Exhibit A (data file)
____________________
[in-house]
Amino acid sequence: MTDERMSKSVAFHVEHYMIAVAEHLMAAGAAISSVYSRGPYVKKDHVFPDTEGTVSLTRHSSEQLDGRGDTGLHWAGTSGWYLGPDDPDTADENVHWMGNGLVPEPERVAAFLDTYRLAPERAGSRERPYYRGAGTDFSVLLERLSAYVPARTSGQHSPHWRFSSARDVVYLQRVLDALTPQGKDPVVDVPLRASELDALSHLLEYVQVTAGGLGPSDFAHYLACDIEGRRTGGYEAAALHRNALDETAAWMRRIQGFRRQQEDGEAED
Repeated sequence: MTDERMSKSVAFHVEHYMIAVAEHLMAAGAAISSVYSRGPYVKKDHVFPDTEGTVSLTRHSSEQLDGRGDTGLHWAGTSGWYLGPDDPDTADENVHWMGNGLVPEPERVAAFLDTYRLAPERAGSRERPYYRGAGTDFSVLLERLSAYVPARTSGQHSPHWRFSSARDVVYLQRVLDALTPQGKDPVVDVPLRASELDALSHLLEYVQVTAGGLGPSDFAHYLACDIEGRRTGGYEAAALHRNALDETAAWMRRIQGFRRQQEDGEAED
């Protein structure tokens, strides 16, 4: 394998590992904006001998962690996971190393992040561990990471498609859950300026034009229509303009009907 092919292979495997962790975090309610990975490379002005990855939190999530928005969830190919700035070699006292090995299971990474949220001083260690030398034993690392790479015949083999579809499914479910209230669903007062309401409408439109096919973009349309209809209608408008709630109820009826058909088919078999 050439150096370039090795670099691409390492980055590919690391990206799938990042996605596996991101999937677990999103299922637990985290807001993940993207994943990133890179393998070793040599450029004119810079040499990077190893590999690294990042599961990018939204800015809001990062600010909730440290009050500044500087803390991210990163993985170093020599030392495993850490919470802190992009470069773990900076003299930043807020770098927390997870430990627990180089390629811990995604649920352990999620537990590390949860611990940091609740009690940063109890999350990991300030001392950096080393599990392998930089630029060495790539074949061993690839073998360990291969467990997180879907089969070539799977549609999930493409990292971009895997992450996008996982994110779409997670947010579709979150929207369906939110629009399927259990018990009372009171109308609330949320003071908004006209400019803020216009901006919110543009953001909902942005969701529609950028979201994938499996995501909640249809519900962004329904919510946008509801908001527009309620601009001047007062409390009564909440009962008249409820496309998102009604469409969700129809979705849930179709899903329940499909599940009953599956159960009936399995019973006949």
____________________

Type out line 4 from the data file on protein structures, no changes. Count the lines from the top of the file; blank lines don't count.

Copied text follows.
């Protein structure tokens, strides 16, 4: 394998590992904006001998962690996971190393992040561990990471498609859950300026034009229509303009009907 092919292979495997962790975090309610990975490379002005990855939190999530928005969830190919700035070699006292090995299971990474949220001083260690030398034993690392790479015949083999579809499914479910209230669903007062309401409408439109096919973009349309209809209608408008709630109820009826058909088919078999 050439150096370039090795670099691409390492980055590919690391990206799938990042996605596996991101999937677990999103299922637990985290807001993940993207994943990133890179393998070793040599450029004119810079040499990077190893590999690294990042599961990018939204800015809001990062600010909730440290009050500044500087803390991210990163993985170093020599030392495993850490919470802190992009470069773990900076003299930043807020770098927390997870430990627990180089390629811990995604649920352990999620537990590390949860611990940091609740009690940063109890999350990991300030001392950096080393599990392998930089630029060495790539074949061993690839073998360990291969467990997180879907089969070539799977549609999930493409990292971009895997992450996008996982994110779409997670947010579709979150929207369906939110629009399927259990018990009372009171109308609330949320003071908004006209400019803020216009901006919110543009953001909902942005969701529609950028979201994938499996995501909640249809519900962004329904919510946008509801908001527009309620601009001047007062409390009564909440009962008249409820496309998102009604469409969700129809979705849930179709899903329940499909599940009953599956159960009936399995019973006949």